February 4, 2020

ENGLAND: 20-Year-Old Muslim Man Strapped A Fake Bomb To His Body And Went On A Stabbing Spree, Was Shot To Death By Police. He Was Previously Convicted For Terrorism And Recently Released.

BBC News published Feb 3, 2020: Streatham attack: Man shot dead by police after stabbings in London. Police have been searching two addresses as part of the investigation into the attack in Streatham on Sunday.
BBC News, UK
written by Staff
Sunday February 2, 2020

A man shot dead by police after he attacked people in south London had been recently released from prison after serving time for terror offences.

He was under active police surveillance at the time of the attack, which police believe to be an Islamist-related terrorist incident.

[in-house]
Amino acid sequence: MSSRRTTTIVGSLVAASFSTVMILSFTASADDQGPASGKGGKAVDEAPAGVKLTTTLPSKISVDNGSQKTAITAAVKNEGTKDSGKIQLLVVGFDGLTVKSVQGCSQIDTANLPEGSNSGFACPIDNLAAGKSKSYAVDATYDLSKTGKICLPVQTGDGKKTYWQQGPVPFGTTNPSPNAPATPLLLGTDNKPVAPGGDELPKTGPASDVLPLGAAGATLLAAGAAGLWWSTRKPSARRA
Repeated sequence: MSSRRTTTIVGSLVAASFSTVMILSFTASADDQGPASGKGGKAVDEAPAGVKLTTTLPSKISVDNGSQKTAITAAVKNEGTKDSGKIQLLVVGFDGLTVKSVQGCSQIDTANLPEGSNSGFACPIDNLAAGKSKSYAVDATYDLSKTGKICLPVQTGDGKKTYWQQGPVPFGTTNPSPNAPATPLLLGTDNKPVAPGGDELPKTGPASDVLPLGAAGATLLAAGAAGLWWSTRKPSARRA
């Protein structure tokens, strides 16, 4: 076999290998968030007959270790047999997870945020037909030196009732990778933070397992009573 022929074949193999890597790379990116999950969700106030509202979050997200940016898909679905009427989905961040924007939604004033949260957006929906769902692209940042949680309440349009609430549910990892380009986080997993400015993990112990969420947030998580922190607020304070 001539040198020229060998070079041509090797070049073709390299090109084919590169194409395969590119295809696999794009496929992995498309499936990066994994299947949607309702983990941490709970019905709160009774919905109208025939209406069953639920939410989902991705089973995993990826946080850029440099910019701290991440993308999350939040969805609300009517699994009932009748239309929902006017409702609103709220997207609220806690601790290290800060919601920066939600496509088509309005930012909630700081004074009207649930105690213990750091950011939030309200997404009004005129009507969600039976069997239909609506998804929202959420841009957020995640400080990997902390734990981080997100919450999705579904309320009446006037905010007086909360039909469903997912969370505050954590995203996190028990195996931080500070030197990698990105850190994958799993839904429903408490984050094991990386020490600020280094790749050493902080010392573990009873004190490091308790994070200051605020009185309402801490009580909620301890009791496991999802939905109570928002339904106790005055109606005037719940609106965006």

He had a hoax device strapped to his body, police said.

Three people were injured, with one person in a life-threatening condition.

Prime Minister Boris Johnson said the government would announce further plans for "fundamental changes to the system for dealing with those convicted of terrorism offences" on Monday.

Gunshots were heard on Streatham High Road just after 14:00 GMT on Sunday.

Reports suggest a man entered a shop and started stabbing people. It appears he then left the shop and stabbed a woman.

Witnesses reported hearing three gun shots and seeing a man lying on the ground outside a Boots pharmacy, as armed police approached and shouted at those nearby to move back.

The attacker had been released from prison at the end of January, after serving half of his three year sentence.

The BBC's Daniel Sandford said the events appeared to unfold after witnesses saw an unmarked police car pull in front of another car near Streatham Common, forcing it to stop.

He said this could be linked to the subsequent stabbings and police shooting and it was possible somebody was stopped, before being followed by undercover officers.